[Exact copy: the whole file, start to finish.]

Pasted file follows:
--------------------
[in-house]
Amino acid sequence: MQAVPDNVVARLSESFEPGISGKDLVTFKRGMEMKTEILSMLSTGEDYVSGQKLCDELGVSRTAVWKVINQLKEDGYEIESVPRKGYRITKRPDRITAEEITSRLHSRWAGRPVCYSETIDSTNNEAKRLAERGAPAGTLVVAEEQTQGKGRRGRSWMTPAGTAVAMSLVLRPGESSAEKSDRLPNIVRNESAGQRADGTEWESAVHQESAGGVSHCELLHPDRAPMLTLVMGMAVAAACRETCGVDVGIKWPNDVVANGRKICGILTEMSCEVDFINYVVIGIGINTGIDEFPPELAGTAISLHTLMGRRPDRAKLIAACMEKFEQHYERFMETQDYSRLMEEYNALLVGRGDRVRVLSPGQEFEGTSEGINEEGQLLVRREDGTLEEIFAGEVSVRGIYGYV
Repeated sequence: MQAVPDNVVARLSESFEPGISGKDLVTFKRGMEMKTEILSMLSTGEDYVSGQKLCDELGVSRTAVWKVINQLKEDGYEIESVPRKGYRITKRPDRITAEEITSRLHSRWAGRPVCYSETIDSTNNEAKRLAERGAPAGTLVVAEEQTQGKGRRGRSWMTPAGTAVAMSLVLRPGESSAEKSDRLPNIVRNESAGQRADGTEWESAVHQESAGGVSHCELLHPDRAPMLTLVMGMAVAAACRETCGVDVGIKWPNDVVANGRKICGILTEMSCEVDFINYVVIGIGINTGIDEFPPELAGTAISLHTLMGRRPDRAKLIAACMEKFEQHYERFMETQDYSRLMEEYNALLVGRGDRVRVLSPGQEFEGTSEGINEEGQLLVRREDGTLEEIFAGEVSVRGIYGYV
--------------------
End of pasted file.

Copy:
[in-house]
Amino acid sequence: MQAVPDNVVARLSESFEPGISGKDLVTFKRGMEMKTEILSMLSTGEDYVSGQKLCDELGVSRTAVWKVINQLKEDGYEIESVPRKGYRITKRPDRITAEEITSRLHSRWAGRPVCYSETIDSTNNEAKRLAERGAPAGTLVVAEEQTQGKGRRGRSWMTPAGTAVAMSLVLRPGESSAEKSDRLPNIVRNESAGQRADGTEWESAVHQESAGGVSHCELLHPDRAPMLTLVMGMAVAAACRETCGVDVGIKWPNDVVANGRKICGILTEMSCEVDFINYVVIGIGINTGIDEFPPELAGTAISLHTLMGRRPDRAKLIAACMEKFEQHYERFMETQDYSRLMEEYNALLVGRGDRVRVLSPGQEFEGTSEGINEEGQLLVRREDGTLEEIFAGEVSVRGIYGYV
Repeated sequence: MQAVPDNVVARLSESFEPGISGKDLVTFKRGMEMKTEILSMLSTGEDYVSGQKLCDELGVSRTAVWKVINQLKEDGYEIESVPRKGYRITKRPDRITAEEITSRLHSRWAGRPVCYSETIDSTNNEAKRLAERGAPAGTLVVAEEQTQGKGRRGRSWMTPAGTAVAMSLVLRPGESSAEKSDRLPNIVRNESAGQRADGTEWESAVHQESAGGVSHCELLHPDRAPMLTLVMGMAVAAACRETCGVDVGIKWPNDVVANGRKICGILTEMSCEVDFINYVVIGIGINTGIDEFPPELAGTAISLHTLMGRRPDRAKLIAACMEKFEQHYERFMETQDYSRLMEEYNALLVGRGDRVRVLSPGQEFEGTSEGINEEGQLLVRREDGTLEEIFAGEVSVRGIYGYV